St Andrew’s War Memorial Hospital Breast Care Nurses


St Andrew’s War Memorial Hospital (SAWMH) breast care nurses are a dedicated team to support women and men as they travel on their treatment journey.

As we reflect on the World Health Organisations Year of the Nurse and Midwife, we speak to Breast Care Nurse Sophie Peckham and Nurse Practitioner in Breast Oncology Natasha Keir about what brought them to our hospital and how they support our patients and families.


Ever since I can remember I have always wanted to help people and was looking for a career that would offer as many rewards and challenges as I have found being a nurse. 

My nursing career began in 2000 after I graduated from University of Southern Queensland and headed out west to start my graduate year at Longreach Hospital. Two years later, I had itchy feet and yearned to travel to expand both my personal and nursing experience. I followed the well-worn path to London to work as a liver transplant nurse before coming home in 2009 with a renewed vigour to continue my nursing career in Brisbane. I enthusiastically took up an offer to work at SAWMH in the surgical ward and have been honoured to be part of this amazing team ever since.

While in the surgical ward, I found myself increasingly more passionate about breast care as many of my patients were receiving treatment from this team. Providing individualised support, information, and co-ordinated care to both the patients and their families became a priority for me and I was fortunate to be offered a role in the Breast Care Service and have never looked back.

I find the individual stories of all my patients inspiring – that they all face their personal challenges every day, and I feel privileged to be part of a wonderful team that supports and provides multidisciplinary care to ensure the best outcomes. We work together to ensure patients who come to us from rural areas overcome the isolation of being away from their families and provide them with contacts for local supports so they can continue with their treatment and journey close to their family and friends.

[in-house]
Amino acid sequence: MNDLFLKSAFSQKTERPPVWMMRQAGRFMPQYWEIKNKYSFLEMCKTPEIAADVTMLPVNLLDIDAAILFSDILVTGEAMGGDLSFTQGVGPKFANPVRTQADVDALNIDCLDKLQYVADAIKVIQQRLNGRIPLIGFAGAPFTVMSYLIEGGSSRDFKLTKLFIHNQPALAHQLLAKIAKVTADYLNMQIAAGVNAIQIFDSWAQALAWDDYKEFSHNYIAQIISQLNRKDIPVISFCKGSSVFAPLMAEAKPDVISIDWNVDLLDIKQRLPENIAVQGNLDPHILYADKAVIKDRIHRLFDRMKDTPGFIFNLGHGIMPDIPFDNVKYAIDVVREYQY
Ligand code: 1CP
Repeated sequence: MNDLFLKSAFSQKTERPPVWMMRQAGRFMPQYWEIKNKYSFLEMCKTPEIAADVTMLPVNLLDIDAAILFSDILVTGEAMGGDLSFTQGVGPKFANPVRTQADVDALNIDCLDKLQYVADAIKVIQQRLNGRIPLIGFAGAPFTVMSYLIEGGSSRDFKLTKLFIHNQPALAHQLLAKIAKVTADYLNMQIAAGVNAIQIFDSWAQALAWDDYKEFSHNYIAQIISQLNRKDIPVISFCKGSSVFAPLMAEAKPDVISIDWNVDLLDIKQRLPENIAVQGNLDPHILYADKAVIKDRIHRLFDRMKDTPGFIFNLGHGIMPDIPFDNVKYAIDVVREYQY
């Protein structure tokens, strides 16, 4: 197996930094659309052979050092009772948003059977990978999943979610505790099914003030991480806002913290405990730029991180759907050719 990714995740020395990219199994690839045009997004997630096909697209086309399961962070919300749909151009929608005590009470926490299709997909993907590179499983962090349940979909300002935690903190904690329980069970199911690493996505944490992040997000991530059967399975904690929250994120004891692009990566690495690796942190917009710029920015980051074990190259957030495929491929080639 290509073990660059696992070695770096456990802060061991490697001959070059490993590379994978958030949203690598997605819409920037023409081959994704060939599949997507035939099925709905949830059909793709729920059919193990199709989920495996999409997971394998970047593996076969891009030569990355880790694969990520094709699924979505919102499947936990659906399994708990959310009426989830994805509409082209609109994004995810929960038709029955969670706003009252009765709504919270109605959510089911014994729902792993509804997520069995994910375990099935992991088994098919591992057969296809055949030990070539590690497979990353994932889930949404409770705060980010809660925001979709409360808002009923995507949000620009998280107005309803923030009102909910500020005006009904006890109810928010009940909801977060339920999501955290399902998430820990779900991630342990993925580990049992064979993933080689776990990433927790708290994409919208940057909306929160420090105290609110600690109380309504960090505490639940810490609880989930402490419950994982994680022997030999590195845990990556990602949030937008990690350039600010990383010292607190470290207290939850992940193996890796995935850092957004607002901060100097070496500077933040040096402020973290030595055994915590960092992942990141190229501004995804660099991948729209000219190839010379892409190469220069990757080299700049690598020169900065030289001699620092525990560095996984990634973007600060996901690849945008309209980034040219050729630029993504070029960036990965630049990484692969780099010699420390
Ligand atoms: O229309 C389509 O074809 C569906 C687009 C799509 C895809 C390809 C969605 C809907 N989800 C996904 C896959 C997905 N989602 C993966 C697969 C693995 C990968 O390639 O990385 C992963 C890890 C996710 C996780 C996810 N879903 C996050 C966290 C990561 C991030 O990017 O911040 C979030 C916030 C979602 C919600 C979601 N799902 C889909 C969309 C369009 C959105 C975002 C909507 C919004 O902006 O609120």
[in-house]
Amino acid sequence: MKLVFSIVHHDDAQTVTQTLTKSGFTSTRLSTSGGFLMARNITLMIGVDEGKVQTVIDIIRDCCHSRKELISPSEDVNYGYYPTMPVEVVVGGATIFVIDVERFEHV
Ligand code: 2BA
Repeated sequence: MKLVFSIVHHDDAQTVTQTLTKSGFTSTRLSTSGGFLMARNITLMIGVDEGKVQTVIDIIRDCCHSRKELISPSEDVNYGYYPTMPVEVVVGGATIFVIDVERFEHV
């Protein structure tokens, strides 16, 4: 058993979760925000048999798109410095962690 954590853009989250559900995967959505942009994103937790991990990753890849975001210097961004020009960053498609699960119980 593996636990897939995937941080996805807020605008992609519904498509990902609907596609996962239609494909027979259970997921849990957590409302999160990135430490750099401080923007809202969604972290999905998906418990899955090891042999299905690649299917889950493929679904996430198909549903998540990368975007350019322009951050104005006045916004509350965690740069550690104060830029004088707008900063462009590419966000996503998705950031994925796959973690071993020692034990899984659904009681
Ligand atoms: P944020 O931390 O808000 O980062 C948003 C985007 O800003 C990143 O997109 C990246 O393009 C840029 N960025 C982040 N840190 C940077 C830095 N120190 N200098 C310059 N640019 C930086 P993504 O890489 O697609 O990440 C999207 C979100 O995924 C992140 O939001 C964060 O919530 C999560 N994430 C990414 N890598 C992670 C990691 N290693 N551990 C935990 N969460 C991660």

While the pandemic is changing the world around us, we are still dedicated more than ever to providing advice and treatment to alleviate any challenges that our patients may have and to encourage more women to undertake screening. 

I love my job being part of an amazing Breast Care Team that works together to provide a positive experience to all our patients and their families.



I always knew I wanted a career in oncology nursing. My mother fought cancer for 10 years and I found that it was the nurses that made the biggest difference in her care. 

After graduating from QUT, I commenced my nursing career in 1993. Early in my nursing career I worked in the Intensive Care Unit at The Wesley Hospital but with my interest in women’s health and I was offered an opportunity to be trained as a breast care nurse at The Wesley. In 2014, I was given the opportunity to come to St Andrew’s to establish the Breast Care Service….the best decision I have ever made. This year I also became Queensland’s first nurse practitioner in breast oncology. This role enables me to provide further comprehensive care to the patients of St Andrew’s. I was motivated to become Queensland’s first nurse practitioner in breast oncology as I wanted to provide quality, accessible expert nursing care to the patients of St Andrew’s.

I am just one member of the awesome team that includes surgeons, oncologists, nurses, allied health, medical imaging and the support staff of St Andrew’s.

The best part of my job is the phenomenal women, men (yes, men get breast cancer too) and their families I get to meet and support through their cancer journey.

Breast cancer awareness is very significant this “Pinktober” because with COVID-19, there has been a decline in breast screening nationally.

While COVID-19 presents uncertainty for many people, those diagnosed with and undergoing treatment for breast cancer are faced with unique challenges. For a patient to undergo treatment for breast cancer during a pandemic understandably causes significant anxiety and vulnerability, particularly if your family is living overseas or interstate and can’t be there to support you. 

It’s important we are there to offer that support and identify any concerns that need to be addressed. I recently had a beautiful woman who on the day she was diagnosed, was also made redundant from her job. I was able to organise additional financial, practical and emotional support for her as she undergoes treatment to help ease the strain she is experiencing.

Some of most memorable moments for me involve the young women I have the privilege of supporting. To be diagnosed with breast cancer at a young age when your life is just starting to take off is devastating. In the last couple of years, I have had the pleasure of celebrating the marriage of one of the young women I supported and another is having her first child.

But the best part of my job is the phenomenal patients I get to meet and care for – their strength, courage, resilience, and candour inspire me every day.